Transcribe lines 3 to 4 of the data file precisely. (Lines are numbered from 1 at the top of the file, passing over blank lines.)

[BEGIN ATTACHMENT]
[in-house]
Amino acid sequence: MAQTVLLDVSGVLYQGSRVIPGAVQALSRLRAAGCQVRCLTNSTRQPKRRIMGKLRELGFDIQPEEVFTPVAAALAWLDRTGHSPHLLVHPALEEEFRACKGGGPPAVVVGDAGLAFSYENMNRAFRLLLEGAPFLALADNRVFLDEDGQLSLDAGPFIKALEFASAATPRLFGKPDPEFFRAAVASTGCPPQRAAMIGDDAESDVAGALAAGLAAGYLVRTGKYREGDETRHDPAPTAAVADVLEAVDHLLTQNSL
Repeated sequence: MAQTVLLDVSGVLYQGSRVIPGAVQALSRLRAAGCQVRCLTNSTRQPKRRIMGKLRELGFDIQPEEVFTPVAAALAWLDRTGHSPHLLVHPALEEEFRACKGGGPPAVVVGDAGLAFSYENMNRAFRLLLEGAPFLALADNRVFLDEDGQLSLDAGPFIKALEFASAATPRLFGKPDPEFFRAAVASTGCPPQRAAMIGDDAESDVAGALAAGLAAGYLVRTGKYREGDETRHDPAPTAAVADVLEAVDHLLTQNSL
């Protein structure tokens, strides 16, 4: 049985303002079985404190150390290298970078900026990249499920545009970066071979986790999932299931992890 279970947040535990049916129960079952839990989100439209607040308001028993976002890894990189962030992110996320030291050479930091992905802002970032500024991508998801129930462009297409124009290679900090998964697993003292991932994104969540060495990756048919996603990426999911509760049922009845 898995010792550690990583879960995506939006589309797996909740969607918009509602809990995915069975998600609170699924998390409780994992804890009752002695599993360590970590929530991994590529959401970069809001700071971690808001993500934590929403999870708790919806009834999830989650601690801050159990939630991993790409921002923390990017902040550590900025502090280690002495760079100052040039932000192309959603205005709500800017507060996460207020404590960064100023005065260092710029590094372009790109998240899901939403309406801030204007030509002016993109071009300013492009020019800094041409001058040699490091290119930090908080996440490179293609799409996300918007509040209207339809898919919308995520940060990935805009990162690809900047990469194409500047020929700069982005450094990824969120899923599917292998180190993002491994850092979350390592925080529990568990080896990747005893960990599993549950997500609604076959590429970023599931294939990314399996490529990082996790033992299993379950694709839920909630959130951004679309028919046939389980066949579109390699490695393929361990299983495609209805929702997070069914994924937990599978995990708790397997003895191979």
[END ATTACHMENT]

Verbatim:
Repeated sequence: MAQTVLLDVSGVLYQGSRVIPGAVQALSRLRAAGCQVRCLTNSTRQPKRRIMGKLRELGFDIQPEEVFTPVAAALAWLDRTGHSPHLLVHPALEEEFRACKGGGPPAVVVGDAGLAFSYENMNRAFRLLLEGAPFLALADNRVFLDEDGQLSLDAGPFIKALEFASAATPRLFGKPDPEFFRAAVASTGCPPQRAAMIGDDAESDVAGALAAGLAAGYLVRTGKYREGDETRHDPAPTAAVADVLEAVDHLLTQNSL
């Protein structure tokens, strides 16, 4: 049985303002079985404190150390290298970078900026990249499920545009970066071979986790999932299931992890 279970947040535990049916129960079952839990989100439209607040308001028993976002890894990189962030992110996320030291050479930091992905802002970032500024991508998801129930462009297409124009290679900090998964697993003292991932994104969540060495990756048919996603990426999911509760049922009845 898995010792550690990583879960995506939006589309797996909740969607918009509602809990995915069975998600609170699924998390409780994992804890009752002695599993360590970590929530991994590529959401970069809001700071971690808001993500934590929403999870708790919806009834999830989650601690801050159990939630991993790409921002923390990017902040550590900025502090280690002495760079100052040039932000192309959603205005709500800017507060996460207020404590960064100023005065260092710029590094372009790109998240899901939403309406801030204007030509002016993109071009300013492009020019800094041409001058040699490091290119930090908080996440490179293609799409996300918007509040209207339809898919919308995520940060990935805009990162690809900047990469194409500047020929700069982005450094990824969120899923599917292998180190993002491994850092979350390592925080529990568990080896990747005893960990599993549950997500609604076959590429970023599931294939990314399996490529990082996790033992299993379950694709839920909630959130951004679309028919046939389980066949579109390699490695393929361990299983495609209805929702997070069914994924937990599978995990708790397997003895191979």